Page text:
Years ago, we assumed that children who experienced disaster first-hand would be more traumatized than those who read about it or learned about it on the news.
But a new study of children’s brain and behavior indicate that is not the case.
Children very far away from a disaster can experience trauma and stress just from the news coverage of the event.
Due to the 24 hours news cycle and pervasiveness of graphic images and stories across TV, internet, and social media, disaster news has the potential to negatively impact our children’s mental health.
That’s why it’s important that parents take clear, actionable steps to help their children.
Limit media exposure. The most powerful tool in reducing the risk of trauma is limiting what your child is seeing. It may surprise you where content can show up. Ads during sporting events or live TV, YouTube, the news app on your phone when your child is using it – all are quick points of access for your child to see something that might be overwhelming and scary.
Co-watch media exposure. When you know your child is watching, looking at pictures, or reading about a disaster, make sure that you are present. This allows you to control messaging, ask follow-up questions, and help your child regulate any feelings. Co-watching media exposure also means that you can keep a close eye on your child. If your child is feeling overwhelmed or emotional, you can remove the media and unpack their feelings. If you can’t be present during media exposure, try to make sure another adult is present. If your child is consuming the media alone, set aside time to discuss it with them.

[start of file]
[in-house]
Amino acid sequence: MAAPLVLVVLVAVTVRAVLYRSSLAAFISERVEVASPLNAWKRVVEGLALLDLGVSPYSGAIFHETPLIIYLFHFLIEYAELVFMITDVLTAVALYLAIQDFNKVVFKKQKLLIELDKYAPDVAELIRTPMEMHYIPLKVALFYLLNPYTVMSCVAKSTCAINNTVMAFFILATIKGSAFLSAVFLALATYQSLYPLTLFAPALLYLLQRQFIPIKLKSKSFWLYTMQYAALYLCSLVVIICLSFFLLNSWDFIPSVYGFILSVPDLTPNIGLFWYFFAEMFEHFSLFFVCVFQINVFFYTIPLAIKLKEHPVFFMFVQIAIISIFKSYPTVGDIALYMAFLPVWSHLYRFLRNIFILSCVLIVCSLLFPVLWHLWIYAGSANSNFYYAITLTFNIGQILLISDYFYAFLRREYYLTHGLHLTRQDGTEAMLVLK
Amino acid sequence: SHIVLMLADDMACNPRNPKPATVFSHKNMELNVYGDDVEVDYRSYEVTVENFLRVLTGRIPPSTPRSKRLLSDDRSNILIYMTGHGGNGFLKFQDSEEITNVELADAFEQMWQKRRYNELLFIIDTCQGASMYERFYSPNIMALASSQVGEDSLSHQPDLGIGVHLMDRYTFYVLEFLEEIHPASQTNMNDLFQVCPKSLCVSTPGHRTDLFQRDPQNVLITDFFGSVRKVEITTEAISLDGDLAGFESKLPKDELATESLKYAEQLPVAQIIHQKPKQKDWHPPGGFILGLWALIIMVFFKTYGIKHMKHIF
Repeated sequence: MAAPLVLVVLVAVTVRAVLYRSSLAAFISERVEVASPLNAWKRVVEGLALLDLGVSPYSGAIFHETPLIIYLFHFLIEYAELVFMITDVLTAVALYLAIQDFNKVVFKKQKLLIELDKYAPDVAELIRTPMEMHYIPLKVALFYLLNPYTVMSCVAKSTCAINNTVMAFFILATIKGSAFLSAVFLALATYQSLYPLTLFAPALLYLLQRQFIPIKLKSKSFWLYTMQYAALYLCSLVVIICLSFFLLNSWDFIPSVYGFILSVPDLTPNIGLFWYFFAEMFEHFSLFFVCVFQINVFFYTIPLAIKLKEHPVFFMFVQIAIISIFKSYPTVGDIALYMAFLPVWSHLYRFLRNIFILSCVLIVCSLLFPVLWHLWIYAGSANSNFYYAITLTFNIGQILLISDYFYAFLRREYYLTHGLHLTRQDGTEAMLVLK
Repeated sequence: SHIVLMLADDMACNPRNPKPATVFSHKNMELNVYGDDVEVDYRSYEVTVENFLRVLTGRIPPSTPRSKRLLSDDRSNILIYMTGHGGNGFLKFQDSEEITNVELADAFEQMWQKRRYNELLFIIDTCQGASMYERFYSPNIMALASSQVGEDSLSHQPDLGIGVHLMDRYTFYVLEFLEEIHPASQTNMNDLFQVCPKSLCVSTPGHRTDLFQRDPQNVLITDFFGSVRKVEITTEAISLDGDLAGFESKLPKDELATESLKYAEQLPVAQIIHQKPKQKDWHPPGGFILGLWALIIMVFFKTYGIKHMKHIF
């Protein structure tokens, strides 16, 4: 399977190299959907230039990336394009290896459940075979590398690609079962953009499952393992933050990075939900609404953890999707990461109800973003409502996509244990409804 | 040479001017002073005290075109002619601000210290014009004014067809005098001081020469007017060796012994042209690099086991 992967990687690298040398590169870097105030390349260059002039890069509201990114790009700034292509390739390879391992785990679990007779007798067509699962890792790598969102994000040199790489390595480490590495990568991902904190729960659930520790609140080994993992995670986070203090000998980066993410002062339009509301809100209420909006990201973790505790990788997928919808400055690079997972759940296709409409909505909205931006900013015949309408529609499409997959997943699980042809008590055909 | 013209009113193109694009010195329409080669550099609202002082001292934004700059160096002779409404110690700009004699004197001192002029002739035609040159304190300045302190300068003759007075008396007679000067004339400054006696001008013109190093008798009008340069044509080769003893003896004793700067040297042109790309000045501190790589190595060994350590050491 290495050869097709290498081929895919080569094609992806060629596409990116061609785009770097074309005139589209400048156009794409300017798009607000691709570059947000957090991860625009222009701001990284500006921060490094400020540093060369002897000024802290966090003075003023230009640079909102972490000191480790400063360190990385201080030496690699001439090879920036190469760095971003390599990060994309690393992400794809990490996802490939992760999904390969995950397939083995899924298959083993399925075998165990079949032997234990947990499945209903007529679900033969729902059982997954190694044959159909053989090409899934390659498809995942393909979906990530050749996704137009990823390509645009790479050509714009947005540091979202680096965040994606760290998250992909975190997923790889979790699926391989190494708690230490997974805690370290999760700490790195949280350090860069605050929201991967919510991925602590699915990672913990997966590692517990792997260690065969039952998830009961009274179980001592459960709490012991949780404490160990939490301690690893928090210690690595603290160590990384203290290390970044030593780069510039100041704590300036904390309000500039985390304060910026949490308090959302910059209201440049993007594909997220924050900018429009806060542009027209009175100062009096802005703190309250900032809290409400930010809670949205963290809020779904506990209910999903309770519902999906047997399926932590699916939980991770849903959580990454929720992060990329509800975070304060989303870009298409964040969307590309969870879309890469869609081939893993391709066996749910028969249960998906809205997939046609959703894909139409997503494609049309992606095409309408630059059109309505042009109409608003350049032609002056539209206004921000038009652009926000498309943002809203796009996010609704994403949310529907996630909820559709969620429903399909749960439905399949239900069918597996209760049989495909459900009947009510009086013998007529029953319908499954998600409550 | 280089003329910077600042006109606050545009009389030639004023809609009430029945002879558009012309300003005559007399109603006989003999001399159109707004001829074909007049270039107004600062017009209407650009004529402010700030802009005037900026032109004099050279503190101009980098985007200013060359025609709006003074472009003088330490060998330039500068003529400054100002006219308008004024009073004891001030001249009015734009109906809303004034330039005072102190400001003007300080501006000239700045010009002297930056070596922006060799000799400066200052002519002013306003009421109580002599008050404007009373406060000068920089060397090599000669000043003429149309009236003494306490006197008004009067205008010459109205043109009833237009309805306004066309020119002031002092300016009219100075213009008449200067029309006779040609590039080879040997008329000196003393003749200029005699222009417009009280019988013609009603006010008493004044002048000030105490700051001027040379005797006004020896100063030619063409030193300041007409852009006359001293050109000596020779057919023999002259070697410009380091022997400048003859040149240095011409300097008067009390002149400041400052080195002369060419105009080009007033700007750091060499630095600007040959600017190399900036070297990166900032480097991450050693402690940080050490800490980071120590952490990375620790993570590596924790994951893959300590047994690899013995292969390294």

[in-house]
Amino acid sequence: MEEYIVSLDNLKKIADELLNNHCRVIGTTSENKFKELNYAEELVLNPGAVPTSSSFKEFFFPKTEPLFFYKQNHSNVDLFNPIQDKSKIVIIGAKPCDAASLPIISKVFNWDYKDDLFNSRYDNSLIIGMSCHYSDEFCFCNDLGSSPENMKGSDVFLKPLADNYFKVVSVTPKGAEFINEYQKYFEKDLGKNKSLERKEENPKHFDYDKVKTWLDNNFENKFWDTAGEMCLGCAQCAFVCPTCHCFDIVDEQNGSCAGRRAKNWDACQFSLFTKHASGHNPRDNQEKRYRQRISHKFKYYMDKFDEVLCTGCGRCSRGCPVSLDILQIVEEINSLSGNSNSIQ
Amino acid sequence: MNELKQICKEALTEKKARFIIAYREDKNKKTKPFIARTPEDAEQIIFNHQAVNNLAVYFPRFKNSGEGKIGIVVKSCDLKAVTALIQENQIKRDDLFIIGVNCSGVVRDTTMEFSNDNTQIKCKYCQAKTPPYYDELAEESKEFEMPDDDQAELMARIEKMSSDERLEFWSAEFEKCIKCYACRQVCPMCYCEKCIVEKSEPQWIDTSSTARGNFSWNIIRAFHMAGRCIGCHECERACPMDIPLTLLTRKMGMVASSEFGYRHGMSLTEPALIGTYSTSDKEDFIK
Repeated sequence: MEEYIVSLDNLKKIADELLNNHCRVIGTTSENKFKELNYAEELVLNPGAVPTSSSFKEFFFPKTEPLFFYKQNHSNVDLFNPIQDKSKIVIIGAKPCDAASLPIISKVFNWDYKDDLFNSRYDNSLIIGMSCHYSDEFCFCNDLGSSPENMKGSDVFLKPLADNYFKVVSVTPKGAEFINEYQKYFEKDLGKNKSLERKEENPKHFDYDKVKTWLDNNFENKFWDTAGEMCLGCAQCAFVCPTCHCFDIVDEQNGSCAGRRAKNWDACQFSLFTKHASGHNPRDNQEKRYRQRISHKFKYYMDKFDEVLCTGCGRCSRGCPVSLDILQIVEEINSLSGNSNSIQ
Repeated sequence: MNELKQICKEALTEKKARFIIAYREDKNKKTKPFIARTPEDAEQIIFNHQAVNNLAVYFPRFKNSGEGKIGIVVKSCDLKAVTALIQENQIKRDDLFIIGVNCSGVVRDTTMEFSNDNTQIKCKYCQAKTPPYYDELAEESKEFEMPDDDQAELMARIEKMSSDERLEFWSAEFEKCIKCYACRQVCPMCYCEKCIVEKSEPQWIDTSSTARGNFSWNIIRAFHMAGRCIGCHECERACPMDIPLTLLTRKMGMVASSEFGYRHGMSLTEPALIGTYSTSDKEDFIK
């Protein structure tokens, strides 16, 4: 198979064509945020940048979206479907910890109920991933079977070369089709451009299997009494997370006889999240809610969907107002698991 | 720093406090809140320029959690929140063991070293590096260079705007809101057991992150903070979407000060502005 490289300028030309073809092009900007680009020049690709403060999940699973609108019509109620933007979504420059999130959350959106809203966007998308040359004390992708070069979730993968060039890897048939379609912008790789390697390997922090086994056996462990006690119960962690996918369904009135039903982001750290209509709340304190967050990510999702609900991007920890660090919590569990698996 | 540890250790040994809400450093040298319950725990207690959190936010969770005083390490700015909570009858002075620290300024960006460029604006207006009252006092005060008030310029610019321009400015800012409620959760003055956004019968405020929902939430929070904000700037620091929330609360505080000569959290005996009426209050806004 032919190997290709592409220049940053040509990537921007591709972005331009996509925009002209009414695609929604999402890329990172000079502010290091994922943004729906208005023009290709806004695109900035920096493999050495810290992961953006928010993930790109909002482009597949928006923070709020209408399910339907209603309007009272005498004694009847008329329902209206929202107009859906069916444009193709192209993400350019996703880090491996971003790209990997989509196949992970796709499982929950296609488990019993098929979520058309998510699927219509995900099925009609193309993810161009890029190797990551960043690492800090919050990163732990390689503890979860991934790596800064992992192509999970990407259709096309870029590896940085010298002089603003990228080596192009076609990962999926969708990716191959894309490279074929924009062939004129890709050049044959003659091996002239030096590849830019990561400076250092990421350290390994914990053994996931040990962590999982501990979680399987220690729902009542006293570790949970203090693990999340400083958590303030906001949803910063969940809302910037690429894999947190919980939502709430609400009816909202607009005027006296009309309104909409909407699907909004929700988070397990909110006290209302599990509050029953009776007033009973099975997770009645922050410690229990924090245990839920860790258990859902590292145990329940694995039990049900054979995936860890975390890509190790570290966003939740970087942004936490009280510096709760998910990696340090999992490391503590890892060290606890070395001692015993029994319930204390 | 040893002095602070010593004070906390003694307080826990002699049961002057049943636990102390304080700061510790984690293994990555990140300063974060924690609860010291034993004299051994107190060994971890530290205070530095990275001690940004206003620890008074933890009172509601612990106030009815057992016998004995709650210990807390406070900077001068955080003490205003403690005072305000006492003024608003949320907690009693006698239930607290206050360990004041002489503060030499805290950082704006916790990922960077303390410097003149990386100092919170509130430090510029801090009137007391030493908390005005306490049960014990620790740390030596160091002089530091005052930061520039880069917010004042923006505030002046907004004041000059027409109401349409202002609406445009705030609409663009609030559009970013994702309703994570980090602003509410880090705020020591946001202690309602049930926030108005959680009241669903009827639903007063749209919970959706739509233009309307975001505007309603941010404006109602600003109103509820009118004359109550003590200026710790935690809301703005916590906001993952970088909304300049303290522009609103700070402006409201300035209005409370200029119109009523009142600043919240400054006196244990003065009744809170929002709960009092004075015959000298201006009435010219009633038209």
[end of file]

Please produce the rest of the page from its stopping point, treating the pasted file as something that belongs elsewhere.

Monitor grown up conversations. Sure, you want to unpack the crazy disaster news with other adults in your life – but be careful. Even a child who seems distracted is listening to you. And even a young child is processing your tone, words, and topics. Pro-tip: Whispering often makes it worse. When children hear adults whispering, they know you are trying to exclude them. Instead, set aside time to discuss your own feelings and emotions about disaster news when your children are not within earshot.
Beat the playground talk. Even the youngest children hear about disaster news from children at the playground. Your job is talk about disaster news in a developmentally appropriate way with your child. You also need to repeat the conversation as new developments happen, allowing time and space for your child to ask questions. It can be very scary for children to learn about things from friends – your job is to help them be prepared for those conversations. (Learn more about how to have hard conversations with your child here.)
By creating a safe place for your child to learn about bad news, you are helping your child make sense of the scary events. Doing so will help protect your child from trauma and stress. It will also give your child a roadmap of how to deal with disaster news as they grow older, gradually teaching them how to regulate their own feelings and emotions.
I am an award-winning scientist, educator, author, and a mom. I help parents accomplish their goals for themselves and their families.
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